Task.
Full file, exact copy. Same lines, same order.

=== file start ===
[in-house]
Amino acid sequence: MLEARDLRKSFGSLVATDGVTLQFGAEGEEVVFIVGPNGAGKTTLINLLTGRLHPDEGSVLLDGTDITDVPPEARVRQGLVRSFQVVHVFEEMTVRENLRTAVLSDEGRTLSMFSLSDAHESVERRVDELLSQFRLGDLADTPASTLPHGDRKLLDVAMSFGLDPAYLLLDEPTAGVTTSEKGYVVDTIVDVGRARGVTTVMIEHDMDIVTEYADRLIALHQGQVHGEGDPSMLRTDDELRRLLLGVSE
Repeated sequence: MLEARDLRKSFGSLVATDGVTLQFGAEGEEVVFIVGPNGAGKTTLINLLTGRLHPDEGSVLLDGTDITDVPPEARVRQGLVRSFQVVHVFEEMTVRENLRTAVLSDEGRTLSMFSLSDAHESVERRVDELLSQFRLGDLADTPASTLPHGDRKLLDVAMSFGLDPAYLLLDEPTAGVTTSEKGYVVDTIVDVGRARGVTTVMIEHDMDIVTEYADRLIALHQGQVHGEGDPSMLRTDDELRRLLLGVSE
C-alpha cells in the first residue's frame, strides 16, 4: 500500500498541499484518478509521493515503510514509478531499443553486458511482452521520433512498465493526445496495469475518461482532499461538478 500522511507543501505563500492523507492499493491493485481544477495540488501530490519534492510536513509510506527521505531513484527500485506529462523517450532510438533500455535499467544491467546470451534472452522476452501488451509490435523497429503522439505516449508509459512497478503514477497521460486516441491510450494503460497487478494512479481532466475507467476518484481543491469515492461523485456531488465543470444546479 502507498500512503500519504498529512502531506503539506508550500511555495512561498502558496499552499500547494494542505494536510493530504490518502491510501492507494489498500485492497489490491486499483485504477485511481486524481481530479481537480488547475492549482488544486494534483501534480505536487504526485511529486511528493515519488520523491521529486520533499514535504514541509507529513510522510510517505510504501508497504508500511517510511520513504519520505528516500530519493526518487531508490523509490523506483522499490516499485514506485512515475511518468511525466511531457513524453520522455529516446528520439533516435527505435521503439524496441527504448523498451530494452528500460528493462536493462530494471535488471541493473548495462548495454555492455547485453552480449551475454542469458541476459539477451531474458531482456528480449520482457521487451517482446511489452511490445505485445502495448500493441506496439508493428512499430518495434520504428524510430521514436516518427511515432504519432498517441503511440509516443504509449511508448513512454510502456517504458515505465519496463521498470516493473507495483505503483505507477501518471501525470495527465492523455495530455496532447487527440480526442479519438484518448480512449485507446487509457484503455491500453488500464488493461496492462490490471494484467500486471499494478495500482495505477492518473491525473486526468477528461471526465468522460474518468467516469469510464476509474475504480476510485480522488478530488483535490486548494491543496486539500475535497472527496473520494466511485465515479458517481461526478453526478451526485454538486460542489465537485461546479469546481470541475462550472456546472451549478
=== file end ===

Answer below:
[in-house]
Amino acid sequence: MLEARDLRKSFGSLVATDGVTLQFGAEGEEVVFIVGPNGAGKTTLINLLTGRLHPDEGSVLLDGTDITDVPPEARVRQGLVRSFQVVHVFEEMTVRENLRTAVLSDEGRTLSMFSLSDAHESVERRVDELLSQFRLGDLADTPASTLPHGDRKLLDVAMSFGLDPAYLLLDEPTAGVTTSEKGYVVDTIVDVGRARGVTTVMIEHDMDIVTEYADRLIALHQGQVHGEGDPSMLRTDDELRRLLLGVSE
Repeated sequence: MLEARDLRKSFGSLVATDGVTLQFGAEGEEVVFIVGPNGAGKTTLINLLTGRLHPDEGSVLLDGTDITDVPPEARVRQGLVRSFQVVHVFEEMTVRENLRTAVLSDEGRTLSMFSLSDAHESVERRVDELLSQFRLGDLADTPASTLPHGDRKLLDVAMSFGLDPAYLLLDEPTAGVTTSEKGYVVDTIVDVGRARGVTTVMIEHDMDIVTEYADRLIALHQGQVHGEGDPSMLRTDDELRRLLLGVSE
C-alpha cells in the first residue's frame, strides 16, 4: 500500500498541499484518478509521493515503510514509478531499443553486458511482452521520433512498465493526445496495469475518461482532499461538478 500522511507543501505563500492523507492499493491493485481544477495540488501530490519534492510536513509510506527521505531513484527500485506529462523517450532510438533500455535499467544491467546470451534472452522476452501488451509490435523497429503522439505516449508509459512497478503514477497521460486516441491510450494503460497487478494512479481532466475507467476518484481543491469515492461523485456531488465543470444546479 502507498500512503500519504498529512502531506503539506508550500511555495512561498502558496499552499500547494494542505494536510493530504490518502491510501492507494489498500485492497489490491486499483485504477485511481486524481481530479481537480488547475492549482488544486494534483501534480505536487504526485511529486511528493515519488520523491521529486520533499514535504514541509507529513510522510510517505510504501508497504508500511517510511520513504519520505528516500530519493526518487531508490523509490523506483522499490516499485514506485512515475511518468511525466511531457513524453520522455529516446528520439533516435527505435521503439524496441527504448523498451530494452528500460528493462536493462530494471535488471541493473548495462548495454555492455547485453552480449551475454542469458541476459539477451531474458531482456528480449520482457521487451517482446511489452511490445505485445502495448500493441506496439508493428512499430518495434520504428524510430521514436516518427511515432504519432498517441503511440509516443504509449511508448513512454510502456517504458515505465519496463521498470516493473507495483505503483505507477501518471501525470495527465492523455495530455496532447487527440480526442479519438484518448480512449485507446487509457484503455491500453488500464488493461496492462490490471494484467500486471499494478495500482495505477492518473491525473486526468477528461471526465468522460474518468467516469469510464476509474475504480476510485480522488478530488483535490486548494491543496486539500475535497472527496473520494466511485465515479458517481461526478453526478451526485454538486460542489465537485461546479469546481470541475462550472456546472451549478